The USS Finback (SSN-670) was the second U.S. Navy ship to be named for the finback, a type of baleen whale common off the United States’ Atlantic coast. The nuclear-powered attack submarine was a member of the Sturgeon class, and operated under the motto “All Good Men.”
The Finback was constructed at Newport News Shipbuilding and Dry Dock Company in Newport News, Virginia. The contract to build her was awarded to the shipyard on March 9, 1965, and her keel was laid down there more than two years later, on June 26, 2967. She was launched on December 7, 1968, and was sponsored by Mrs. Charles F. Baird, wife of the Under Secretary of the Navy. The ship was commissioned on February 4, 1970 under the leadership of Commander Robert C. Austin. The 292-foot submarine was powered by a nuclear reactor and was outfitted with four torpedo tubes. She carried a complement of 109 – 14 officers and 95 enlisted men.
The Sturgeon class of submarines, sometimes called the “637 class,” was the ship of choice for many missions during the Cold War, causing the vessels to be nicknamed the “work horses” of the submarine fleet. Members of the class had a long “lifespan”; while the Navy allowed them to serve as long as 33 years, they were often removed from service earlier to avoid costly reactor refueling operations.
After her commissioning in 1970, the Finback went on to serve the U.S. Navy for 27 years. In that time, two minor collisions were reported. In 1974, the Finback was involved in a collision with the USS Kittiwake (ASR-13) at the Norfolk Naval Base; only minor damage was sustained. In 1989, a fire broke out aboard the Finback during sea trials, forcing the ship to return to port. Again, no one was injured and only minor damage was reported.
There were also laudable accomplishments during the Finback’s career: In 1986, the ship won the highly coveted Marjorie Sterrett Battleship Fund Award for the United States Atlantic Fleet, a designation usually given to the ship that is considered the most battle-ready in its fleet. Only two such awards are given out per year, one for the Atlantic and one for the Pacific fleet.
The Finback was decommissioned on March 28, 1997, and was stricken from the Naval Vessel Register the same day. She was scrapped at Puget Sound Naval Shipyard in Bremerton, Washington, part of the Nuclear-Powered Ship and Submarine Recycling Program. The scrapping was completed on October 30, 1997.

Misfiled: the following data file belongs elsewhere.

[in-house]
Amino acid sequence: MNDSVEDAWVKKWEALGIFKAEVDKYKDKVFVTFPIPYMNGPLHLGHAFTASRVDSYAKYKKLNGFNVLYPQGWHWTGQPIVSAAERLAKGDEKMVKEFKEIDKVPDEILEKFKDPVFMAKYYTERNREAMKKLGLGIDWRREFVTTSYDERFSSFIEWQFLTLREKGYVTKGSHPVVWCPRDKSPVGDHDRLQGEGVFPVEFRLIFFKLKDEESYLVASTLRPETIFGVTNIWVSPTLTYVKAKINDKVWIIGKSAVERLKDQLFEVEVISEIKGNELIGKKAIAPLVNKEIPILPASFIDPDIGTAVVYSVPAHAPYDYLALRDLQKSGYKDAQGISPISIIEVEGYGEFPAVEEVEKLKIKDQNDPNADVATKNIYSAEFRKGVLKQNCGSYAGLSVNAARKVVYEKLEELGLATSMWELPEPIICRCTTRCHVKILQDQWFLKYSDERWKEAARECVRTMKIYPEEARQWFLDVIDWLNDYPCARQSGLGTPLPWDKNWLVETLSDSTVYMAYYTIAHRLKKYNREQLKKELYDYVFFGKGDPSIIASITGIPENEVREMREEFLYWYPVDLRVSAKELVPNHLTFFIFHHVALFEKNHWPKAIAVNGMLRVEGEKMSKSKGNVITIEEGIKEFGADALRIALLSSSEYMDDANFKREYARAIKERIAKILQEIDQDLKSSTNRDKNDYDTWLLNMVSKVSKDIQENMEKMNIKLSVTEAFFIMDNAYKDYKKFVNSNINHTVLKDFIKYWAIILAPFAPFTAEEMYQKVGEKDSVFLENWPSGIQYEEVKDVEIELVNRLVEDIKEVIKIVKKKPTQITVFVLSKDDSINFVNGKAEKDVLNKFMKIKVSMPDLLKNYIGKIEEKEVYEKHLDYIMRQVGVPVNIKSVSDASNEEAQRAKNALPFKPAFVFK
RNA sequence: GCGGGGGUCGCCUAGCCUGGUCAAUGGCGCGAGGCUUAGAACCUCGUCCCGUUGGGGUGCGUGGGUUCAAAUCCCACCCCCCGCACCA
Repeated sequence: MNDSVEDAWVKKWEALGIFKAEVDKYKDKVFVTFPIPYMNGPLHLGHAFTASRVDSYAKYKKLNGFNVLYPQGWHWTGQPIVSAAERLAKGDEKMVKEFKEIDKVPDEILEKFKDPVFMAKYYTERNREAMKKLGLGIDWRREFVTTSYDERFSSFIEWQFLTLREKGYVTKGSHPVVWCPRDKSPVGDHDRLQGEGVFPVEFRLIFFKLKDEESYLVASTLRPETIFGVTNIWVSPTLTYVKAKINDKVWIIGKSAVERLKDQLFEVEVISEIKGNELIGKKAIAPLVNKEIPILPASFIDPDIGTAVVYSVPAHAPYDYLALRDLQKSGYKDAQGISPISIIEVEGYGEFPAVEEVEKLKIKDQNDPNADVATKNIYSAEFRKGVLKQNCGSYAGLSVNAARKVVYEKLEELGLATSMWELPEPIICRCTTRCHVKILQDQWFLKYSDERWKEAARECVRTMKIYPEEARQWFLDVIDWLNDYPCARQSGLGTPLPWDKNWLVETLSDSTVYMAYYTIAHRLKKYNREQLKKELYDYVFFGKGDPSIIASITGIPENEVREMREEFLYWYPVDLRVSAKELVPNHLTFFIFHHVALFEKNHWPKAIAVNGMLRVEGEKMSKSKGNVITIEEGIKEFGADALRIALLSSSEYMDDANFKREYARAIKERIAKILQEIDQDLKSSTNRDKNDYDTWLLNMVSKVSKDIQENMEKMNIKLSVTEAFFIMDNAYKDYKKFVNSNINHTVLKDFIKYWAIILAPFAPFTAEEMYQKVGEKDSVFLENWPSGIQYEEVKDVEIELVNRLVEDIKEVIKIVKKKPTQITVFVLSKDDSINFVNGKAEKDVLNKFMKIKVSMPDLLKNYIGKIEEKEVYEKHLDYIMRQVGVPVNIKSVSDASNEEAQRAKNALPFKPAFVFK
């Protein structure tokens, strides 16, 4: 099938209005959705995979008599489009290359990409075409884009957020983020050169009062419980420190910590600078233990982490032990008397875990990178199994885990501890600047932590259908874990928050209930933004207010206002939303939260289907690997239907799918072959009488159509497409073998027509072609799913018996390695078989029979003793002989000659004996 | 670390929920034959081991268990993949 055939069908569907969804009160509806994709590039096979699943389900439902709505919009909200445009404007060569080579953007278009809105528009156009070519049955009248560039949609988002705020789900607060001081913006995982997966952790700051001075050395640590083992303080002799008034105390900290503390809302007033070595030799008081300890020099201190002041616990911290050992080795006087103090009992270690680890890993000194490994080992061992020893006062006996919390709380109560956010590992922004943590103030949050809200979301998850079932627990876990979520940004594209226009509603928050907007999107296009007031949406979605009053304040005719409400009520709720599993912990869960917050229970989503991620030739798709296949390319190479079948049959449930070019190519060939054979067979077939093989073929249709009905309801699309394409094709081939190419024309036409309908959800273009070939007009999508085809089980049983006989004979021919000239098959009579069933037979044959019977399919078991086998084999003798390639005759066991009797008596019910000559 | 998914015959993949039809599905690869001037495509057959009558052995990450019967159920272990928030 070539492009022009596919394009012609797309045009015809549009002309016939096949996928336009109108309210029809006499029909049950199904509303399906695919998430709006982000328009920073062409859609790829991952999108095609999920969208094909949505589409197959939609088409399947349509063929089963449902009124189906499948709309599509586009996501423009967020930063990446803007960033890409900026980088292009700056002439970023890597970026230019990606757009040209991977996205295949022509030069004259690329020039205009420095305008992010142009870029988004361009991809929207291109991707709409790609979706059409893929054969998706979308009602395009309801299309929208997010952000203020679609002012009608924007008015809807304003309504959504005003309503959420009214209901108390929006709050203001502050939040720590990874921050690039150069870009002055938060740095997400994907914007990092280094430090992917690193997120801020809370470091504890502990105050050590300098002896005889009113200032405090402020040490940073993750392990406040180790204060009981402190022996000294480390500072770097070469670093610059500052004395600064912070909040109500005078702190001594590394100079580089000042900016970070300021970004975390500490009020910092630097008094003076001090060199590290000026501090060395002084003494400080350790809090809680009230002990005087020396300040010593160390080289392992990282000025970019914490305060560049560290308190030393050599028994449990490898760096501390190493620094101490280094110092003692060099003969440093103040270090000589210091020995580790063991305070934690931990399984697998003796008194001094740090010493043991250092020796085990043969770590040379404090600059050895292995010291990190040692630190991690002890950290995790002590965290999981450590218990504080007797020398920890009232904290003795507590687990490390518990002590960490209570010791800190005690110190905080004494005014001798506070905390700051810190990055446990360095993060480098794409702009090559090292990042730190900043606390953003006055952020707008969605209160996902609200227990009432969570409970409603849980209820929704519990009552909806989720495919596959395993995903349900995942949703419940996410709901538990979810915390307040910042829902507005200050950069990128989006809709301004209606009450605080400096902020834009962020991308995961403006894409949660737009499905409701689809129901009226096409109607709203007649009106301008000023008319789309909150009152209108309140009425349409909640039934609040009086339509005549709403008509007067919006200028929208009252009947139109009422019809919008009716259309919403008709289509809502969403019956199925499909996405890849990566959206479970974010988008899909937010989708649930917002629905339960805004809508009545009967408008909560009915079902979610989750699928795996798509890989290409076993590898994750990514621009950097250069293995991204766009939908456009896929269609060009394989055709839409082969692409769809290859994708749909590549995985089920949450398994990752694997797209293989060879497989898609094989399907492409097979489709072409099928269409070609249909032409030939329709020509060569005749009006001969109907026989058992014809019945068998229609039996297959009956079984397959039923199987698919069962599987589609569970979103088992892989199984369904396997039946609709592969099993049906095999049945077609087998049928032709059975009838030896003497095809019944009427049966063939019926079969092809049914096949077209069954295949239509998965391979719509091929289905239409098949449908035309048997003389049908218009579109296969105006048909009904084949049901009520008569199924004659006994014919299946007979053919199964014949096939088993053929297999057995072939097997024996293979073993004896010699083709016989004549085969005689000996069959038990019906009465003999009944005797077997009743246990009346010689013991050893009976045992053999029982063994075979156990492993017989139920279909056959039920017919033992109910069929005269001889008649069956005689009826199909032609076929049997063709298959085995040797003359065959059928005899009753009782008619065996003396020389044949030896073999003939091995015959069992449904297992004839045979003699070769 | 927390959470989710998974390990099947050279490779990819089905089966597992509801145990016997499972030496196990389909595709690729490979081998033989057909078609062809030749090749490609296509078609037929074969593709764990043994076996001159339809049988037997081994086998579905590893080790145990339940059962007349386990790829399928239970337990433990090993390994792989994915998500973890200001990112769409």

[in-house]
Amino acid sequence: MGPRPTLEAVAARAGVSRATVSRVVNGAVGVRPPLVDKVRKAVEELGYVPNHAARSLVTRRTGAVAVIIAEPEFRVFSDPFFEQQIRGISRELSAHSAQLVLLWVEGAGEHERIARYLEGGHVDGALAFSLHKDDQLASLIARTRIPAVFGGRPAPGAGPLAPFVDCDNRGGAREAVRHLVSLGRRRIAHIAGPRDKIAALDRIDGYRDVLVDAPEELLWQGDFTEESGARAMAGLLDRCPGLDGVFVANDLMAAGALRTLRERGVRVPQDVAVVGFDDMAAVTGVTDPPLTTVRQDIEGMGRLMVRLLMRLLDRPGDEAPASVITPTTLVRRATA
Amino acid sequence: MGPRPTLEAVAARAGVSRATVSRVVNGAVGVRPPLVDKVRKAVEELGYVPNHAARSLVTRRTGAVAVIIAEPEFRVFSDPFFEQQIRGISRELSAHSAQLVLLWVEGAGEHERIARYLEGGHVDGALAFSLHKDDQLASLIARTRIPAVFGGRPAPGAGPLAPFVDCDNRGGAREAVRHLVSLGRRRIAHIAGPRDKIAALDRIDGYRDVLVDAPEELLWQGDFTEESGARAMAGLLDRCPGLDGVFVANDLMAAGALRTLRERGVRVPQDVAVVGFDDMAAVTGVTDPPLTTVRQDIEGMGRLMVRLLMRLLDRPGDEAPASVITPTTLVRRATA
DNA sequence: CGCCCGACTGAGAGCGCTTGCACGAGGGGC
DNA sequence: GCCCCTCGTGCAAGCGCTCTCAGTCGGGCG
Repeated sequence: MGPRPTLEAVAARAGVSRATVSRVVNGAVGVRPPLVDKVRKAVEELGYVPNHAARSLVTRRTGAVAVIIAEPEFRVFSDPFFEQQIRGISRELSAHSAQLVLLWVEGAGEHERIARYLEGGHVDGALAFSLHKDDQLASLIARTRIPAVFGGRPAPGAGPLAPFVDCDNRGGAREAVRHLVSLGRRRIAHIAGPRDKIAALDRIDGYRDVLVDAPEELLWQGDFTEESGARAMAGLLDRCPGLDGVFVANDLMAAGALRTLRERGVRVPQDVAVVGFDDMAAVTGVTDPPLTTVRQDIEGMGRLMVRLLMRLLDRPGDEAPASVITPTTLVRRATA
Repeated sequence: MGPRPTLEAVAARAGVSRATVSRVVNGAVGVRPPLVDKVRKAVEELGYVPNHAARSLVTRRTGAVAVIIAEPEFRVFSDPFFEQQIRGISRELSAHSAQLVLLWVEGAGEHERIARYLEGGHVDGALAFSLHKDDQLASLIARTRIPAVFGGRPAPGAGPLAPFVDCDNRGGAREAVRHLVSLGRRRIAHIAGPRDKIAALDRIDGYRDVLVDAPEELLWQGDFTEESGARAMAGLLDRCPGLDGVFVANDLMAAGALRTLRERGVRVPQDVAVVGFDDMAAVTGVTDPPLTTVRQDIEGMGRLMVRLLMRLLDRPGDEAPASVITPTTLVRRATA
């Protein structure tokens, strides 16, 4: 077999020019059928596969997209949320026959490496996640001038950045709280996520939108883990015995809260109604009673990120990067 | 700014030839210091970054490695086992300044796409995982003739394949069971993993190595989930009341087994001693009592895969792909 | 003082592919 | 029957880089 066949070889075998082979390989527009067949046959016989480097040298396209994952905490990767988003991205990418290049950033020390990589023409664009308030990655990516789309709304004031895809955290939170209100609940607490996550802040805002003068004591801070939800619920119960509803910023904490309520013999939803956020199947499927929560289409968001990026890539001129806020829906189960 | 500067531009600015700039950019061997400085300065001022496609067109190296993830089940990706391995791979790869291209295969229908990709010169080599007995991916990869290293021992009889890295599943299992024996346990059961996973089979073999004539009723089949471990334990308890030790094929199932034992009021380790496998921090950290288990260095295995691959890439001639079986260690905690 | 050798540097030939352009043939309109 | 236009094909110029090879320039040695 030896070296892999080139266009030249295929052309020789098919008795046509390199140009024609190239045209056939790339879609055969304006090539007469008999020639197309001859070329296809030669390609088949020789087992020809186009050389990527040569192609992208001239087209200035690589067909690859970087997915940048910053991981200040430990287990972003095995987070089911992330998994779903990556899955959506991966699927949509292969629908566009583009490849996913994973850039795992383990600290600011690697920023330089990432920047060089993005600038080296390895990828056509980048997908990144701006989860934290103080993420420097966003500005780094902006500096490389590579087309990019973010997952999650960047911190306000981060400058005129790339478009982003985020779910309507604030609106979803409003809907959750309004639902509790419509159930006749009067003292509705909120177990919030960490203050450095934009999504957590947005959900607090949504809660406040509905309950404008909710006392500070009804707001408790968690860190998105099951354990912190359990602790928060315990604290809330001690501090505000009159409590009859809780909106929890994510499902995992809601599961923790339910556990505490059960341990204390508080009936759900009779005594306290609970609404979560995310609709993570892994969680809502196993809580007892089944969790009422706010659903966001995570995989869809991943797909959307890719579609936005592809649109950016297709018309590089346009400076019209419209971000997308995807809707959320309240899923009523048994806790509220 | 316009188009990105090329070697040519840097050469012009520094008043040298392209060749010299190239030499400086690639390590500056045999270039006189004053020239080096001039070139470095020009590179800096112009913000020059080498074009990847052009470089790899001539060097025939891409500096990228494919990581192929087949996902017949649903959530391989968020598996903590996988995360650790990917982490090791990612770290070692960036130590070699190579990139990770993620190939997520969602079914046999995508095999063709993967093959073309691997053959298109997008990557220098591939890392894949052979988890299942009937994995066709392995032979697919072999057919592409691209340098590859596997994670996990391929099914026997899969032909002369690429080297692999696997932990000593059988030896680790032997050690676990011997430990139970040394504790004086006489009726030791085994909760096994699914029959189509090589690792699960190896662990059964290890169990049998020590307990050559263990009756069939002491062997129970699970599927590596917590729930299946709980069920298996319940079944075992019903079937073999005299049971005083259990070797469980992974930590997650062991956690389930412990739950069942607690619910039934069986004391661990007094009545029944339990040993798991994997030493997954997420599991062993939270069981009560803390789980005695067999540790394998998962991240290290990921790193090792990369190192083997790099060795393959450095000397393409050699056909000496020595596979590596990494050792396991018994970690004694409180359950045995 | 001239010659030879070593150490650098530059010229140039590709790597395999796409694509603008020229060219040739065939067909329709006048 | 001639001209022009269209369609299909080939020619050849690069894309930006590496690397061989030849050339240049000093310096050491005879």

Asbestos Risk on the USS Finback (SSN-670)
Asbestos played an important role in the construction of U.S. Navy vessels for much of the 20th century. A natural fire-proofing agent, asbestos was widely used to prevent fire aboard submarines like the USS Finback – an important task, given the extreme heat produced by the vessels’ mechanical equipment. The benefits to asbestos were many; it was strong, durable, versatile, easy to obtain from African and Canadian mines, and enticingly cheap. Sadly, though, while asbestos was supposed to keep people safe from harm, it introduced an altogether different health risk: asbestos-related diseases.
The United States government banned nearly all uses of asbestos in the 1970s, and around that time its use was phased out aboard Navy vessels as well. Unfortunately, by that time, countless people’s health had been impacted by exposure to the substance. Asbestos products – such as insulation, tape, gaskets, packing materials and fireproof blankets – frequently release toxic dust into the air; when inhaled or swallowed, this dust had the ability to cause serious lung damage. Emphysema, asbestosis, lung cancer and mesothelioma cancer have all been associated with exposure to this hazardous dust.
Because of the close quarters in which they worked, men who served aboard the USS Finback were likely exposed to asbestos during the course of their work – even if they never handled asbestos directly. In addition, shipyard workers involved in the construction, repair, maintenance or scrapping of the Finback were put at a very high risk for exposure. Some studies have even found that family members of shipyard workers and even individuals who simply lived downwind of a shipyard saw increased risk for asbestos-related lung diseases.
It can take decades for symptoms of some asbestos-related diseases to crop up in the human body. That means even if you aren’t presenting symptoms, if you served aboard the USS Finback or another Navy vessel between the 1920s and the 1970s, you could be at risk. Talk to your doctor about your risk of asbestos-related diseases, or request a mesothelioma information packet from this website today.Sources
Wikipedia – USS Finback (SSN-670)
Navy Site – USS Finback (SSN-670)
“Asbestos Disease in Family Contacts of Shipyard Workers”